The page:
The mood at the United States embassy's election day function changed not long before the drizzle set in outside.

What had started out as a gloriously sunny day was clouding over.

US Ambassador Mark Gilbert, nominated by President Barack Obama and who raised millions of dollars for the democrats, stopped circulating the crowd for a time from about 3.45pm.

Sitting next to a "make your own" cardboard Uncle Sam hat and underneath a screen showing results tilting towards Trump, Gilbert fixated on his phone.


Around 4.30pm Larry Keim, originally from California but who now lives on the Kapiti coast, commented, "and the sun will come up tomorrow" after CNN showed a lead of 135,000 votes for Trump in Florida.

Ohio had been called for the Republican's man. "There are a lot of angry people out there," another guest said, almost to herself.

Keim, who moved to New Zealand with his Scottish wife after falling in love with the country while holidaying here, said Trump's message had struck an emotional cord with large swathes of the electorate.

"He has played to bigotry, racism, exclusionism. A lot of my Republican friends, there is no hatred in them. They are fearful of people not like themselves.

"But I can say that of every country I have lived in. Ive lived in the UK, in North Africa, in Japan, Korea, and now New Zealand."

Dawn Ferguson, wearing a badge with the Democrat's donkey symbol, said a Donald Trump presidency was "too scary to comprehend".

Ferguson is originally from New York and has been a New Zealand citizen for 43 years.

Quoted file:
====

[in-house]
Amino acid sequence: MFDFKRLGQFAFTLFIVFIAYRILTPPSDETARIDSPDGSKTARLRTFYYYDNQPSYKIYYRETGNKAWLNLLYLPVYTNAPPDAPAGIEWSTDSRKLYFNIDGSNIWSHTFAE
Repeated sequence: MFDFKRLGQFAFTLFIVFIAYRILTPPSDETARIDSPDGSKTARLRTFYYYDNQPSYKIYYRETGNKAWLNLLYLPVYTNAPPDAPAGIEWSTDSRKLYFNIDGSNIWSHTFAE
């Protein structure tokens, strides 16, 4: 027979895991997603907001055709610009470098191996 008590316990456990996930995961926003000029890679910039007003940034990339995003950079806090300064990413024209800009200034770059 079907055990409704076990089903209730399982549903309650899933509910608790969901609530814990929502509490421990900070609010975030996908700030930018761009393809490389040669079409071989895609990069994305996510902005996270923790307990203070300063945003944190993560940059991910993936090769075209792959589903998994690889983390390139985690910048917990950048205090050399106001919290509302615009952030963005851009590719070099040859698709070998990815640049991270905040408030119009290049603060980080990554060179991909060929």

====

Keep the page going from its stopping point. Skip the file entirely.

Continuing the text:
Her husband, Roy Ferguson, was New Zealand's ambassador to the US from 2006-10, and the pair attended the inauguration of Barack Obama.

"I grew up kind of in the same vintage as Hillary, and I've always been a strong supporter of her as a person. I think she is very much maligned by the media and the Republicans," Ferguson said.

Gilbert, who prior to a banking career played professional baseball for eight seasons, started the day talking about the advantage Latino votes would likely give Clinton.

Leaving the function at 6.30pm and before the race had been called, Gilbert said he didn't think it would be so close.

"Donald Trump had not built a get-out-the-vote team. But I guess as we saw in the primaries...his personality got out the vote, and I think that's what we saw today."

Gilbert said he lived through Bush v Gore in 2000 when it took 36 days to name a President, and as such still believed Clinton could win.

Asked how his country was feeling right now, he said it would be "very divided" with half excited, and half who thought Clinton would be the one to "break the glass ceiling" and become the first female president.

Gilbert said, at this point, he believed Trump was the favourite to claim the Presidency.

"At this point, yes. Because everything has been trending his way. Normally when you see a trend, it doesn't happen just in one state."

Keim, working in IT project management and free of the constraints of office, said if Trump did win he would be "only one pedestal of the Government".

"The President is not a dictatorship. Running a boardroom is not the same as running a country. He will be in for a rude shock.

"It will be very embarrassing as an American to be run by someone who doesn't know what he is doing. But people will work with him to make him understand that he can't do what he did on a campaign trail or in the Apprentice and run a government that way.

"The minute he tries to nail China...that's great, all those tariffs and prices go up. And the average man can't go to K-Mart and buy things on the cheap. Because, guess what, there will be a price to pay."